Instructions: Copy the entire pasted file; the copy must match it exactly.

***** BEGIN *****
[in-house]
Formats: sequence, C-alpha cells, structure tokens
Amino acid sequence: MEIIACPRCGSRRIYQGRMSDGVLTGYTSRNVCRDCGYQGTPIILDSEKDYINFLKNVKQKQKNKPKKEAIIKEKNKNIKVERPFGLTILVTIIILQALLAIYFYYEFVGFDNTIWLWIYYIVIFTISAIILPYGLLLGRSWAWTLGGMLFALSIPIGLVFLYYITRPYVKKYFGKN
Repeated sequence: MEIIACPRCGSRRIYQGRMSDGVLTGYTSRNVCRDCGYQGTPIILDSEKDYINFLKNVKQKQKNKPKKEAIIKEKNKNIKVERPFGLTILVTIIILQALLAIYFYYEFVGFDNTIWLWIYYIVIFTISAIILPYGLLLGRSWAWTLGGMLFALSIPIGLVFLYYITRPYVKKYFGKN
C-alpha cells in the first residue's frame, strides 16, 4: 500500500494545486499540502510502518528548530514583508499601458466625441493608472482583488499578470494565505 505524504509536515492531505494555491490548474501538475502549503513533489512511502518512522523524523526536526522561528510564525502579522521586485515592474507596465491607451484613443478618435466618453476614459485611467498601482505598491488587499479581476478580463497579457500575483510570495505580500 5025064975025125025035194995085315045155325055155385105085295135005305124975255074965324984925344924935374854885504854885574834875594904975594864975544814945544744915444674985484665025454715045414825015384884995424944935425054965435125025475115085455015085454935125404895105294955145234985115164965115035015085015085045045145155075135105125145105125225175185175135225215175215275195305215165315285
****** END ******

[in-house]
Formats: sequence, C-alpha cells, structure tokens
Amino acid sequence: MEIIACPRCGSRRIYQGRMSDGVLTGYTSRNVCRDCGYQGTPIILDSEKDYINFLKNVKQKQKNKPKKEAIIKEKNKNIKVERPFGLTILVTIIILQALLAIYFYYEFVGFDNTIWLWIYYIVIFTISAIILPYGLLLGRSWAWTLGGMLFALSIPIGLVFLYYITRPYVKKYFGKN
Repeated sequence: MEIIACPRCGSRRIYQGRMSDGVLTGYTSRNVCRDCGYQGTPIILDSEKDYINFLKNVKQKQKNKPKKEAIIKEKNKNIKVERPFGLTILVTIIILQALLAIYFYYEFVGFDNTIWLWIYYIVIFTISAIILPYGLLLGRSWAWTLGGMLFALSIPIGLVFLYYITRPYVKKYFGKN
C-alpha cells in the first residue's frame, strides 16, 4: 500500500494545486499540502510502518528548530514583508499601458466625441493608472482583488499578470494565505 505524504509536515492531505494555491490548474501538475502549503513533489512511502518512522523524523526536526522561528510564525502579522521586485515592474507596465491607451484613443478618435466618453476614459485611467498601482505598491488587499479581476478580463497579457500575483510570495505580500 5025064975025125025035194995085315045155325055155385105085295135005305124975255074965324984925344924935374854885504854885574834875594904975594864975544814945544744915444674985484665025454715045414825015384884995424944935425054965435125025475115085455015085454935125404895105294955145234985115164965115035015085015085045045145155075135105125145105125225175185175135225215175215275195305215165315285